JAENSCHWALDE, Germany (AP) — Amid whiffs of chemicals and the electric hum of transformers, Kraftwerk Jaenschwalde rises like an ash-colored fortress over a landscape disfigured by decades of open-pit coal mining.
The communist-era colossus in eastern Germany is one of Europe’s dirtiest power plants, belching 24 million tons of climate-warming carbon dioxide into the air every year.
It could have been closed for good when former owner Vattenfall, a Swedish utility, decided to get rid of its coal assets in Germany to reduce its carbon footprint. But as local officials point out, the lignite industry employs thousands in this region and together with hard coal accounts for more than 40 percent of Germany’s power production.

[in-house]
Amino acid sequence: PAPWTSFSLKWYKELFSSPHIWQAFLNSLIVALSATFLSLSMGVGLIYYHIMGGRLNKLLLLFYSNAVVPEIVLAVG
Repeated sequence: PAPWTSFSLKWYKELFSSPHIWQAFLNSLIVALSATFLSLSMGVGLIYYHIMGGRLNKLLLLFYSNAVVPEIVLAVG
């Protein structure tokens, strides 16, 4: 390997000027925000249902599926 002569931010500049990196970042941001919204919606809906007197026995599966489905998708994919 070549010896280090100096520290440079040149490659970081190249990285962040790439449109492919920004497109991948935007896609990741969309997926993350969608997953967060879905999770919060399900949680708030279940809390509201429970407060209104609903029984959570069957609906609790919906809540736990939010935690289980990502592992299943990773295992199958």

“This is the reason why you can’t shut down a coal mine or power plant from one day to another,” plant spokesman Thoralf Schirmer says.
That the fight against climate change ran into that cold hard reality here in the heart of Europe — the world’s climate leader — shows how challenging it’s going to be to keep the global temperature rise “well below” 2 degrees Celsius, as agreed in last year’s Paris emissions pact.
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